Crenshaw Book Discussion Questions

Instructor: Shanna Fox

Shanna has been an educator for 20 years and earned her Master of Education degree in 2017. She enjoys using her experience to provide engaging resources for other teachers.

'Crenshaw' is an important book that includes complex themes and colorful characters. Help your upper elementary or middle school-age students explore more about the thematic elements in this novel using these discussion questions.

Crenshaw by Katherine Applegate

Applegate's novel Crenshaw is an intriguing exploration of complex themes and is filled with dynamic characters. You'll need to help your upper elementary or middle school-age students discuss how the characters overcome obstacles, make connections with friends and family, view honesty, and bravely face homelessness.

Use these discussion questions to inspire meaningful conversations and thought-provoking considerations in addressing the thematic elements of the novel. You can use these discussions for one-on-one conversations with individual students or assign them to partners or teams. Follow up by asking students to write answers to one or more questions as a summative assessment.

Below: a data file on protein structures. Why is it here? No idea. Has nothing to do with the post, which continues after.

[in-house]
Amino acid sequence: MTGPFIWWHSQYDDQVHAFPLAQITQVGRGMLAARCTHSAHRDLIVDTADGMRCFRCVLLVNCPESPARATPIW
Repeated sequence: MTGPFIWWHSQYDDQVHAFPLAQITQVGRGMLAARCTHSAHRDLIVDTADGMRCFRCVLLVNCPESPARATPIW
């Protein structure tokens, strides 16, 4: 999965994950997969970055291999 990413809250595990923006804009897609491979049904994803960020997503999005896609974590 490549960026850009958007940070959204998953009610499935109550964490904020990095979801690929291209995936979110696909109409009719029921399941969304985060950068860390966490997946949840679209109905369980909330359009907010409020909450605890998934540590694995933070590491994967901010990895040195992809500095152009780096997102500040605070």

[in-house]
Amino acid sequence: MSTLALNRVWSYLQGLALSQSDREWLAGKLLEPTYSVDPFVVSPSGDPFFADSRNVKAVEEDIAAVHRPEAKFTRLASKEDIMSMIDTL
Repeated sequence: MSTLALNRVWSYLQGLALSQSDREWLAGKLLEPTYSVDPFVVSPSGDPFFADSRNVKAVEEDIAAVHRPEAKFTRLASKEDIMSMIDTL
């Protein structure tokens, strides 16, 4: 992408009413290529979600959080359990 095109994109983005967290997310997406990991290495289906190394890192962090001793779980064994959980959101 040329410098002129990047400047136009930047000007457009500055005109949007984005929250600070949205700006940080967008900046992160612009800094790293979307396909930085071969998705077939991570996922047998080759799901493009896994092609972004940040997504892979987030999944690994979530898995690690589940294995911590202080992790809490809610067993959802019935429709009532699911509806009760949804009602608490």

*Note: These discussion questions are designed to be used after students have finished reading the novel.

Overcoming Obstacles

  • What obstacles contributed to the financial ruin of Jackson's family?
  • How did Jackson overcome the obstacles he faced at home and school? Do you think he did a good job?
  • How did the family work together to tackle obstacles? How could they have cooperated better to solve problems?

Friends and Family

  • Why did Jackson need Crenshaw as a young child? Why did he return? Does he help only Jackson, or does he help the entire family? How?
  • Jackson and Marisol are close friends, but it takes time for Jackson to be completely honest with her about his life circumstances. Why do you think he is afraid to tell her? How does she react when he does? What is valuable about their friendship? Does it benefit both of them equally? If so, how? If not, who benefits the most?
  • How does Robin help her family? How does she cope differently with their life challenges than Jackson?
  • What responsibilities do parents have in caring for their families? Should children take some of the responsibility, as well?

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